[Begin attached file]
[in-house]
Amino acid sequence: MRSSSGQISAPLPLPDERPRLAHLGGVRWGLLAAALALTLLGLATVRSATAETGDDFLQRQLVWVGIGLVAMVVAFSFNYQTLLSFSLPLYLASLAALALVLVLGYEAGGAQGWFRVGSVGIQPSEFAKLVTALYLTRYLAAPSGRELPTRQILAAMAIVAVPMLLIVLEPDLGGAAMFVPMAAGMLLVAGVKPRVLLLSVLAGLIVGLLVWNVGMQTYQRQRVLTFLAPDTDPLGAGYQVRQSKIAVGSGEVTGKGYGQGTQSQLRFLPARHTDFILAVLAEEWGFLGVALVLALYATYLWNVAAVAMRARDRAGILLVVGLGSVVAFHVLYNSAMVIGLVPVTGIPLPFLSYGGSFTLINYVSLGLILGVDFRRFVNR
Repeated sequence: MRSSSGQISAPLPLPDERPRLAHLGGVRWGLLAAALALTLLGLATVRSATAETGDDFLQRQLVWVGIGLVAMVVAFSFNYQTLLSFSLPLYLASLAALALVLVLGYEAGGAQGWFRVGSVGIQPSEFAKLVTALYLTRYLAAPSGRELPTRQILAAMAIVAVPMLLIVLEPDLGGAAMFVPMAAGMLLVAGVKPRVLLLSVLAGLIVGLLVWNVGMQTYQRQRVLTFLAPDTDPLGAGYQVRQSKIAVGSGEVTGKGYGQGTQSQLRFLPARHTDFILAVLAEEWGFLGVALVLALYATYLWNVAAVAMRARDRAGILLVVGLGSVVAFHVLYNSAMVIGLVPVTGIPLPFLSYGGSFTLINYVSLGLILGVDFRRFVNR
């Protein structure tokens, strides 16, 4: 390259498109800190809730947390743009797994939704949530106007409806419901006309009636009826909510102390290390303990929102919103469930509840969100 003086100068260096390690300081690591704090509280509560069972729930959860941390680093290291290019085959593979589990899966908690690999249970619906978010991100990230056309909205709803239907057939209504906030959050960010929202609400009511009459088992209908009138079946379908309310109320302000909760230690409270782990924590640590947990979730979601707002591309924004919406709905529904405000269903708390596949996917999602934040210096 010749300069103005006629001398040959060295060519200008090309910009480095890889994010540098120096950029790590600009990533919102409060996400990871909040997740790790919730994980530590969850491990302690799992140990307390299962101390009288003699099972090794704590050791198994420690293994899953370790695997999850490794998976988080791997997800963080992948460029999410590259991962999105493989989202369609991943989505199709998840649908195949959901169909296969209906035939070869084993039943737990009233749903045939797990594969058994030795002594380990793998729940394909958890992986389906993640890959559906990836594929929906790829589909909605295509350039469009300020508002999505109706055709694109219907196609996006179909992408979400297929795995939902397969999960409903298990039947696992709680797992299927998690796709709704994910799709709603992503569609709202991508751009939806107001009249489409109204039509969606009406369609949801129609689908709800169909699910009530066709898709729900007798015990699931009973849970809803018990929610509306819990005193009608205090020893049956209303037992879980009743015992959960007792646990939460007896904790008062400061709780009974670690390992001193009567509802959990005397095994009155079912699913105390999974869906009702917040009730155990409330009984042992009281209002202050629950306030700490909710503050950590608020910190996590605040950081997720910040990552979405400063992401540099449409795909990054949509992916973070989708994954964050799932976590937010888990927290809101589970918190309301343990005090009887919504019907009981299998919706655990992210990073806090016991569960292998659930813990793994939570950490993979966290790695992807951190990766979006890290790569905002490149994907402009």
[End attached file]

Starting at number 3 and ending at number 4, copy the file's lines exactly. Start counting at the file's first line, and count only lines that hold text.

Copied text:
Repeated sequence: MRSSSGQISAPLPLPDERPRLAHLGGVRWGLLAAALALTLLGLATVRSATAETGDDFLQRQLVWVGIGLVAMVVAFSFNYQTLLSFSLPLYLASLAALALVLVLGYEAGGAQGWFRVGSVGIQPSEFAKLVTALYLTRYLAAPSGRELPTRQILAAMAIVAVPMLLIVLEPDLGGAAMFVPMAAGMLLVAGVKPRVLLLSVLAGLIVGLLVWNVGMQTYQRQRVLTFLAPDTDPLGAGYQVRQSKIAVGSGEVTGKGYGQGTQSQLRFLPARHTDFILAVLAEEWGFLGVALVLALYATYLWNVAAVAMRARDRAGILLVVGLGSVVAFHVLYNSAMVIGLVPVTGIPLPFLSYGGSFTLINYVSLGLILGVDFRRFVNR
């Protein structure tokens, strides 16, 4: 390259498109800190809730947390743009797994939704949530106007409806419901006309009636009826909510102390290390303990929102919103469930509840969100 003086100068260096390690300081690591704090509280509560069972729930959860941390680093290291290019085959593979589990899966908690690999249970619906978010991100990230056309909205709803239907057939209504906030959050960010929202609400009511009459088992209908009138079946379908309310109320302000909760230690409270782990924590640590947990979730979601707002591309924004919406709905529904405000269903708390596949996917999602934040210096 010749300069103005006629001398040959060295060519200008090309910009480095890889994010540098120096950029790590600009990533919102409060996400990871909040997740790790919730994980530590969850491990302690799992140990307390299962101390009288003699099972090794704590050791198994420690293994899953370790695997999850490794998976988080791997997800963080992948460029999410590259991962999105493989989202369609991943989505199709998840649908195949959901169909296969209906035939070869084993039943737990009233749903045939797990594969058994030795002594380990793998729940394909958890992986389906993640890959559906990836594929929906790829589909909605295509350039469009300020508002999505109706055709694109219907196609996006179909992408979400297929795995939902397969999960409903298990039947696992709680797992299927998690796709709704994910799709709603992503569609709202991508751009939806107001009249489409109204039509969606009406369609949801129609689908709800169909699910009530066709898709729900007798015990699931009973849970809803018990929610509306819990005193009608205090020893049956209303037992879980009743015992959960007792646990939460007896904790008062400061709780009974670690390992001193009567509802959990005397095994009155079912699913105390999974869906009702917040009730155990409330009984042992009281209002202050629950306030700490909710503050950590608020910190996590605040950081997720910040990552979405400063992401540099449409795909990054949509992916973070989708994954964050799932976590937010888990927290809101589970918190309301343990005090009887919504019907009981299998919706655990992210990073806090016991569960292998659930813990793994939570950490993979966290790695992807951190990766979006890290790569905002490149994907402009």